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PRAA: Some Good, Some Bad, And Some to Wait And See


Growth for this growth company continues to slow at an accelerated pace.

Portfolio Recovery Associates (PRAA) reported Q4 and full year results on February 14. I wrote about my reservations on the stock (here and here) given a number of risks which, IMHO, were (are) not priced into the equation. I'll review them one by one and keep score along the way:

Risk No. 1: There is a very real possibility that the ERC and/or the receivables on PRAA's balance sheet could show a nasty hit when PRAA reports the next quarter. There did not seem to be an impact on the balance sheet. We will not know the impact on the Estimated Remaining Collections (ERC) until the company files its 10-K. Management stated on the call that it expects the impact on ERC's to be "de minimis." I have no reason to dispute this at this point, unless the 10-K shows otherwise. This was a one-off risk directly related to the October 2005 changes to the Bankruptcy Code, so it's fair to say that this risk has now passed. PRAA 1 – Zucchi 0

Risk No.2: Receivables prices remain challenging, and recent account purchases will merely replace - rather than increment - existing loan pools. Since there was no apparent impact on receivables assets from the Bankruptcy changes, PRAA A/R buying spurt has meaningfully increased its receivables base. Pricing of acquired receivables, however, continues at the very high end of the historical range. Management concedes that pricing is difficult. I specifically asked the company, why would banks sell off bankrupt paper at a decent discount if the collection process in bankruptcy is the same for the banks and PRAA? A valid answer by the company was that banks would rather have the money now than over five years. Another reason given was that PRAA is "better" than banks at navigating the filing and approval process for claims. This is hard to believe since there effectively is no "process." To collect in a bankruptcy case the creditor files a one page Proof of Claim (99% of banks generate them automatically from their computer systems) and the claim is deemed allowed unless objected to. In 10 years of administering estates I cannot recall ever having objected to a bank's unsecured Proof of Claim, or needing any involvement by the creditor in the collection process. PRAA 2 (on adding to balance sheet assets) – Zucchi 1 (on pricing pressures)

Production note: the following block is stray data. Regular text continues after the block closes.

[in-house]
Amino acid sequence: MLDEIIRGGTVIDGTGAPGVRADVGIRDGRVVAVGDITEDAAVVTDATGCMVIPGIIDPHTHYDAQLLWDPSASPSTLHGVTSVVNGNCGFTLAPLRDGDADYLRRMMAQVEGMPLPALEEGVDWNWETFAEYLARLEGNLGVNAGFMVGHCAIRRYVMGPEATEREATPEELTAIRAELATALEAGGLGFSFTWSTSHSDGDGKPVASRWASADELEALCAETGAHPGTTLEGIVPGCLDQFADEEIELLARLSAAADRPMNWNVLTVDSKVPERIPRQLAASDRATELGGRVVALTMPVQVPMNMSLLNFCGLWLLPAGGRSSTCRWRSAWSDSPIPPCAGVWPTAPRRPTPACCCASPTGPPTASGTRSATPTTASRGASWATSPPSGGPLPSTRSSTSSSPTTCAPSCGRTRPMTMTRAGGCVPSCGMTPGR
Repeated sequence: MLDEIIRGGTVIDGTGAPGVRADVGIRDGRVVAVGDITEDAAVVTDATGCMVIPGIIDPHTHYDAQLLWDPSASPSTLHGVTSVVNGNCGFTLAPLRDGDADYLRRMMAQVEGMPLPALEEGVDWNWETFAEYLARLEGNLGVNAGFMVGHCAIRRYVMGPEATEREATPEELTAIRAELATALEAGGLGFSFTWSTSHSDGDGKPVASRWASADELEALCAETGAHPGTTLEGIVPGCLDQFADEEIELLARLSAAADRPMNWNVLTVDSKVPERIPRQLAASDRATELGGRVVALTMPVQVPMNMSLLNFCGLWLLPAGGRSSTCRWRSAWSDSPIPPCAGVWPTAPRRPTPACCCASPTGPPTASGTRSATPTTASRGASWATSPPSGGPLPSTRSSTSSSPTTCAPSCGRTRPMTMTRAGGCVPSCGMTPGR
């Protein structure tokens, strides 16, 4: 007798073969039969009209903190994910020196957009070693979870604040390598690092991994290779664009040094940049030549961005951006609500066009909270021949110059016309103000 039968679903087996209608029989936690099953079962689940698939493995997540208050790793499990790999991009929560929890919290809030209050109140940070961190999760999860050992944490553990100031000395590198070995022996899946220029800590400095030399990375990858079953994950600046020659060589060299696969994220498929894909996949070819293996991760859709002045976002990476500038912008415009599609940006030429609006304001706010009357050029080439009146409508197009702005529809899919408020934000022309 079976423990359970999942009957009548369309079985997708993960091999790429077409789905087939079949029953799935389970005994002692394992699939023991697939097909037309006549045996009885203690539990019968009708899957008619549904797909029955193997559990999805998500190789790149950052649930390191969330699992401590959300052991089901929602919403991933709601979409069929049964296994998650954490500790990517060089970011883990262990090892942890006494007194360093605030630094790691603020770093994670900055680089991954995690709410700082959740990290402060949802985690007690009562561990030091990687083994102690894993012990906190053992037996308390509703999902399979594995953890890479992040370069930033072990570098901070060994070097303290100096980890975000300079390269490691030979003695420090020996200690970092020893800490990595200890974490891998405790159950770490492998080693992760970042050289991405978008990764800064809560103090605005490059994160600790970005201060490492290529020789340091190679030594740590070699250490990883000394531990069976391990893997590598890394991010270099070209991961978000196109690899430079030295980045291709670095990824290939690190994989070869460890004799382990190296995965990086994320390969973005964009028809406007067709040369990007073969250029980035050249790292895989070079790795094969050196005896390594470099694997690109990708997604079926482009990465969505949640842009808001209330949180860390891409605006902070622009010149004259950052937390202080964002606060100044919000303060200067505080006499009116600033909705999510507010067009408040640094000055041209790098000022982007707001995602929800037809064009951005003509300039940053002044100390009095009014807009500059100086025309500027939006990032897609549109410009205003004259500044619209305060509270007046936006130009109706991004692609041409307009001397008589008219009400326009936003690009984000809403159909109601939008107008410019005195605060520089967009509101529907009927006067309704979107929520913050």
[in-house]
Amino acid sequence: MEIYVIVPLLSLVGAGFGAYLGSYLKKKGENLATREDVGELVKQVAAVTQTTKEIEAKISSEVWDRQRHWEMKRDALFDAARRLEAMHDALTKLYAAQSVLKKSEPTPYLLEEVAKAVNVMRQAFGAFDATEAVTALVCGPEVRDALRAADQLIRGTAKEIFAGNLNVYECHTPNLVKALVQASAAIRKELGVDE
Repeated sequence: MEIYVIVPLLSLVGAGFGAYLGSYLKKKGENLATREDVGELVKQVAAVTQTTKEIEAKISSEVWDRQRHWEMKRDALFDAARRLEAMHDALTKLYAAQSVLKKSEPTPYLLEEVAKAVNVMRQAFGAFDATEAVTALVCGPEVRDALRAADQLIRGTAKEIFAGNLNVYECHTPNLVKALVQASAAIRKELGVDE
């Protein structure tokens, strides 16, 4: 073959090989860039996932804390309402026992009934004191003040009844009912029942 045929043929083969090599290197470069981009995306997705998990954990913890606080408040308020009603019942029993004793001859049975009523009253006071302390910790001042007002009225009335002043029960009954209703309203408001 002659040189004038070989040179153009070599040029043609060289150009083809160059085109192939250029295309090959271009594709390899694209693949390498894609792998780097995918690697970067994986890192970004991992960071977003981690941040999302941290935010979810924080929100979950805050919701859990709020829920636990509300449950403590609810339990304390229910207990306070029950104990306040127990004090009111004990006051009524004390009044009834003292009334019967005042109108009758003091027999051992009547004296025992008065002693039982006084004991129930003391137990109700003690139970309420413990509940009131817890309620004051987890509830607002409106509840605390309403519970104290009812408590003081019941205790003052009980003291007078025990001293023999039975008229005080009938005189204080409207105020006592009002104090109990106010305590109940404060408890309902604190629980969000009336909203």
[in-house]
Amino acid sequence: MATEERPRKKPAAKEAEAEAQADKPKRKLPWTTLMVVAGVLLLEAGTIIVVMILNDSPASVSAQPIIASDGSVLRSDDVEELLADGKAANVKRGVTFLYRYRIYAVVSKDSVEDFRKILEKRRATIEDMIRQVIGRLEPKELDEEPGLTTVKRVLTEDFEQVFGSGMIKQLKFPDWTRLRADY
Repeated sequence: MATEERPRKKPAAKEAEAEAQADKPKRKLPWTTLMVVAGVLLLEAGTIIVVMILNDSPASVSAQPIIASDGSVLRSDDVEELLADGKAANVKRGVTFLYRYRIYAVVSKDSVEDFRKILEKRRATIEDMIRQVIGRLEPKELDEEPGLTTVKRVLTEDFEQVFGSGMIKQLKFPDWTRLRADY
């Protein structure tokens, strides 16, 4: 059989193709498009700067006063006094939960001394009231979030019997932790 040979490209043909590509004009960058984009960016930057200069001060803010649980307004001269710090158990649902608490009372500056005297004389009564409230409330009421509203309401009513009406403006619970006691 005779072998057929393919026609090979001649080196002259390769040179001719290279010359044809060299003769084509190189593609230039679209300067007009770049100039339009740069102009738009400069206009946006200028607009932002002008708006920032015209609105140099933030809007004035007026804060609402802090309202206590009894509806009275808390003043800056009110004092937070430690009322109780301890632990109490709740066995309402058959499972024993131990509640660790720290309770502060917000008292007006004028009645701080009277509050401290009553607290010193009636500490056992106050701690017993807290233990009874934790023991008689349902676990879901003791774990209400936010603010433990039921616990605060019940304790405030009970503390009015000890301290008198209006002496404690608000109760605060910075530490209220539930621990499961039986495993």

Risk No.3: Impact of Labor Problems: The turnover disruptions seen in Q2 and Q3 appear to have settled down. There remains the issue of hiring new collectors to work on the new receivables purchased. PRAA concedes that this will impact their collection efficiency metrics, with the caveat that, since most of the new purchases were of bankrupt paper, there is much less collector involvement in working those receivables. PRAA 2 – Zucchi 1 (collection efficiencies remains an item to be monitored)

Risk No.4: Slowing Growth: Perhaps the most important of the issues I raised, growth went from slow to slower, with "cash collection on owned receivables" up 16% Y/Y. The last four quarters trend now shows: 34.6%, 27.2%, 22.2%, and 16.1%. The company cautions that things are not going to get better anytime soon because bankrupt accounts "can really sit and produce very little cash for a year or two before they kick in." (from PRAA conference call). I would suggest that 6 to 8 months is the outer limits of the time it takes for a Chapter 13 plan to be approved and payments to creditors to start. Whether unsecured claims such as PRAA's must wait in line 1-2 years may depend on whether there are higher priority claims ahead of it, but in my experience that is not too common. Whatever the case may be, growth for this go-go growth company is slowing at an accelerated pace. PRAA 2 – Zucchi 2: growth is slowing at an accelerated pace.

The company has made the point that its cash collections will actually get a big boost ultimately because of the higher quantity of receivables acquired. That's pretty much self-evident but speaks only to growing the overall size of the "receivables bucket" not the "rate of growth" of collections. . PRAA 2 – Zucchi 2: growth is slowing at an accelerated pace.

Risk No. 5: Does PRAA face a trend of poorer quality receivables? We will not know about quality trends until the 10-K is filed. PRAA 2 – Zucchi 2.

Risk No.6: Geographic Risk: None have shown up in the data released so far. PRAA 3 – Zucchi 2.

Risk No.7: Rising collection costs: Continue to rise as legal collections continue to comprise a higher portion of collections. PRAA – Zucchi 3.

Risk No. 8: Macro-economic risks and interest rate risks: still there and we'll have to see how those play out over time.
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Position in PRAA
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